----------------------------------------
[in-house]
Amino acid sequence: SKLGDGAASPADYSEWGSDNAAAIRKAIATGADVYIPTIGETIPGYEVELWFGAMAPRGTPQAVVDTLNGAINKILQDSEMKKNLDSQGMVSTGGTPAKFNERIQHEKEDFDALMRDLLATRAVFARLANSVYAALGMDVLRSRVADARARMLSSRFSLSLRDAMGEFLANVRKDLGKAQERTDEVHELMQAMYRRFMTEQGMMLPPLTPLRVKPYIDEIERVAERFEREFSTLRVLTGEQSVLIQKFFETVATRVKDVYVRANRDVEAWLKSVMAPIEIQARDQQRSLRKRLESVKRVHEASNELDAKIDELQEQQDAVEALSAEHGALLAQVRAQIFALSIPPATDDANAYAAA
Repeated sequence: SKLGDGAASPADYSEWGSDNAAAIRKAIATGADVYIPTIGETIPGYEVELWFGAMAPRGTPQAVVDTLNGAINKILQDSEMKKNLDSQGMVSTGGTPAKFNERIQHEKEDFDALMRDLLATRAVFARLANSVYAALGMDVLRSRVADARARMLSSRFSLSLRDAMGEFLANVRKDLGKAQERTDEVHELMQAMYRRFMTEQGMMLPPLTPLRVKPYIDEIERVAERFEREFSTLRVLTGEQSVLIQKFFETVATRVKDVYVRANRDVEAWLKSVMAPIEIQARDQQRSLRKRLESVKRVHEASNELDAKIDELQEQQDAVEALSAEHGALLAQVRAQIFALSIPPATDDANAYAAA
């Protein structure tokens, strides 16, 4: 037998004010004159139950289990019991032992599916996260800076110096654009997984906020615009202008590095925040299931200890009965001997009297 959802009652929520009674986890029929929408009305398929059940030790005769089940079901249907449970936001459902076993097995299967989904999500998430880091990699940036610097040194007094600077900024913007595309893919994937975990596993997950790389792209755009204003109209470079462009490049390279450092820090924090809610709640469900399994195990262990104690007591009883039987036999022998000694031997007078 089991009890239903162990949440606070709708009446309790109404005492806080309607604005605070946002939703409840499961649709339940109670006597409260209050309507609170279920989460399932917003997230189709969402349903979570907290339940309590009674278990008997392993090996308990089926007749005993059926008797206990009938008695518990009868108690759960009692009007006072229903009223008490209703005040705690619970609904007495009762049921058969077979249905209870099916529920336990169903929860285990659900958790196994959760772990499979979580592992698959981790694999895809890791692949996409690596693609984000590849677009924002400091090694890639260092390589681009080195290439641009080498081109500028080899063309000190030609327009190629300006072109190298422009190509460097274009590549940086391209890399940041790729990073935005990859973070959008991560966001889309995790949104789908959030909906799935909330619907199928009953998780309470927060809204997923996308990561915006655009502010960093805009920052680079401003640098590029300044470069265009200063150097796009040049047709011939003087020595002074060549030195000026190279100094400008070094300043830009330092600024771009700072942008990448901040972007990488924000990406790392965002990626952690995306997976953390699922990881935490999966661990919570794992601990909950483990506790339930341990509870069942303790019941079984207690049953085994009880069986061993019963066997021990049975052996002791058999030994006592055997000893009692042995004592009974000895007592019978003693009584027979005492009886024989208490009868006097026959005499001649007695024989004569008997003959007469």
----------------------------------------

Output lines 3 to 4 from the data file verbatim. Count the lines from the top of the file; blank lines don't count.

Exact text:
Repeated sequence: SKLGDGAASPADYSEWGSDNAAAIRKAIATGADVYIPTIGETIPGYEVELWFGAMAPRGTPQAVVDTLNGAINKILQDSEMKKNLDSQGMVSTGGTPAKFNERIQHEKEDFDALMRDLLATRAVFARLANSVYAALGMDVLRSRVADARARMLSSRFSLSLRDAMGEFLANVRKDLGKAQERTDEVHELMQAMYRRFMTEQGMMLPPLTPLRVKPYIDEIERVAERFEREFSTLRVLTGEQSVLIQKFFETVATRVKDVYVRANRDVEAWLKSVMAPIEIQARDQQRSLRKRLESVKRVHEASNELDAKIDELQEQQDAVEALSAEHGALLAQVRAQIFALSIPPATDDANAYAAA
């Protein structure tokens, strides 16, 4: 037998004010004159139950289990019991032992599916996260800076110096654009997984906020615009202008590095925040299931200890009965001997009297 959802009652929520009674986890029929929408009305398929059940030790005769089940079901249907449970936001459902076993097995299967989904999500998430880091990699940036610097040194007094600077900024913007595309893919994937975990596993997950790389792209755009204003109209470079462009490049390279450092820090924090809610709640469900399994195990262990104690007591009883039987036999022998000694031997007078 089991009890239903162990949440606070709708009446309790109404005492806080309607604005605070946002939703409840499961649709339940109670006597409260209050309507609170279920989460399932917003997230189709969402349903979570907290339940309590009674278990008997392993090996308990089926007749005993059926008797206990009938008695518990009868108690759960009692009007006072229903009223008490209703005040705690619970609904007495009762049921058969077979249905209870099916529920336990169903929860285990659900958790196994959760772990499979979580592992698959981790694999895809890791692949996409690596693609984000590849677009924002400091090694890639260092390589681009080195290439641009080498081109500028080899063309000190030609327009190629300006072109190298422009190509460097274009590549940086391209890399940041790729990073935005990859973070959008991560966001889309995790949104789908959030909906799935909330619907199928009953998780309470927060809204997923996308990561915006655009502010960093805009920052680079401003640098590029300044470069265009200063150097796009040049047709011939003087020595002074060549030195000026190279100094400008070094300043830009330092600024771009700072942008990448901040972007990488924000990406790392965002990626952690995306997976953390699922990881935490999966661990919570794992601990909950483990506790339930341990509870069942303790019941079984207690049953085994009880069986061993019963066997021990049975052996002791058999030994006592055997000893009692042995004592009974000895007592019978003693009584027979005492009886024989208490009868006097026959005499001649007695024989004569008997003959007469």